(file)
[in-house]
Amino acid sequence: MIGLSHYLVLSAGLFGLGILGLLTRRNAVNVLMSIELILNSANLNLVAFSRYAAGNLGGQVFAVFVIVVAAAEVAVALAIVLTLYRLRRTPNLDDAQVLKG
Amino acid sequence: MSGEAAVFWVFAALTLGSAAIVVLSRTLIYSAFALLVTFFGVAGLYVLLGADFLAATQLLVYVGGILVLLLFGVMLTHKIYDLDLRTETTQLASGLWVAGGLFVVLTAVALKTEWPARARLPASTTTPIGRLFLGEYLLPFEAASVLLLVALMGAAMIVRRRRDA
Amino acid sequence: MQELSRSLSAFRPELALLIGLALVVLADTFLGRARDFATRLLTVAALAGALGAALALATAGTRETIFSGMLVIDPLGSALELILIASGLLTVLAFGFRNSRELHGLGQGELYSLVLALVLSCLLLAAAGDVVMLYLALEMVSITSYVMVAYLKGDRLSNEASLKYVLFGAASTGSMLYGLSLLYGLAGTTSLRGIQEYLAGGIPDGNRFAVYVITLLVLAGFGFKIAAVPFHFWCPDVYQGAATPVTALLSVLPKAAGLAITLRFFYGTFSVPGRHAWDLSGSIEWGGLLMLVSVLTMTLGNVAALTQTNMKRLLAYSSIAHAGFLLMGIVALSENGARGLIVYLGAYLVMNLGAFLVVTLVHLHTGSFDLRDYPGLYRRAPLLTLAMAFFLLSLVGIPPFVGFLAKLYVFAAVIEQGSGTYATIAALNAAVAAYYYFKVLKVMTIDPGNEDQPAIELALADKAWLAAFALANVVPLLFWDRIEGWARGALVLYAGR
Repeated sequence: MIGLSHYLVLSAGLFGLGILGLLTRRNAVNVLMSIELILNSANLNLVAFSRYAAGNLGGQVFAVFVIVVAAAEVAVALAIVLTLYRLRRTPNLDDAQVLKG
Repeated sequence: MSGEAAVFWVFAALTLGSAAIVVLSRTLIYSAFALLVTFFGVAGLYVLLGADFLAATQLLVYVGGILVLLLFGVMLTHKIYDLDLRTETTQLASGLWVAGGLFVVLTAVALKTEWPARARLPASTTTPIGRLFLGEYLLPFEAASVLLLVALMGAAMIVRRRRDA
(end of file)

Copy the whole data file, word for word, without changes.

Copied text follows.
[in-house]
Amino acid sequence: MIGLSHYLVLSAGLFGLGILGLLTRRNAVNVLMSIELILNSANLNLVAFSRYAAGNLGGQVFAVFVIVVAAAEVAVALAIVLTLYRLRRTPNLDDAQVLKG
Amino acid sequence: MSGEAAVFWVFAALTLGSAAIVVLSRTLIYSAFALLVTFFGVAGLYVLLGADFLAATQLLVYVGGILVLLLFGVMLTHKIYDLDLRTETTQLASGLWVAGGLFVVLTAVALKTEWPARARLPASTTTPIGRLFLGEYLLPFEAASVLLLVALMGAAMIVRRRRDA
Amino acid sequence: MQELSRSLSAFRPELALLIGLALVVLADTFLGRARDFATRLLTVAALAGALGAALALATAGTRETIFSGMLVIDPLGSALELILIASGLLTVLAFGFRNSRELHGLGQGELYSLVLALVLSCLLLAAAGDVVMLYLALEMVSITSYVMVAYLKGDRLSNEASLKYVLFGAASTGSMLYGLSLLYGLAGTTSLRGIQEYLAGGIPDGNRFAVYVITLLVLAGFGFKIAAVPFHFWCPDVYQGAATPVTALLSVLPKAAGLAITLRFFYGTFSVPGRHAWDLSGSIEWGGLLMLVSVLTMTLGNVAALTQTNMKRLLAYSSIAHAGFLLMGIVALSENGARGLIVYLGAYLVMNLGAFLVVTLVHLHTGSFDLRDYPGLYRRAPLLTLAMAFFLLSLVGIPPFVGFLAKLYVFAAVIEQGSGTYATIAALNAAVAAYYYFKVLKVMTIDPGNEDQPAIELALADKAWLAAFALANVVPLLFWDRIEGWARGALVLYAGR
Repeated sequence: MIGLSHYLVLSAGLFGLGILGLLTRRNAVNVLMSIELILNSANLNLVAFSRYAAGNLGGQVFAVFVIVVAAAEVAVALAIVLTLYRLRRTPNLDDAQVLKG
Repeated sequence: MSGEAAVFWVFAALTLGSAAIVVLSRTLIYSAFALLVTFFGVAGLYVLLGADFLAATQLLVYVGGILVLLLFGVMLTHKIYDLDLRTETTQLASGLWVAGGLFVVLTAVALKTEWPARARLPASTTTPIGRLFLGEYLLPFEAASVLLLVALMGAAMIVRRRRDA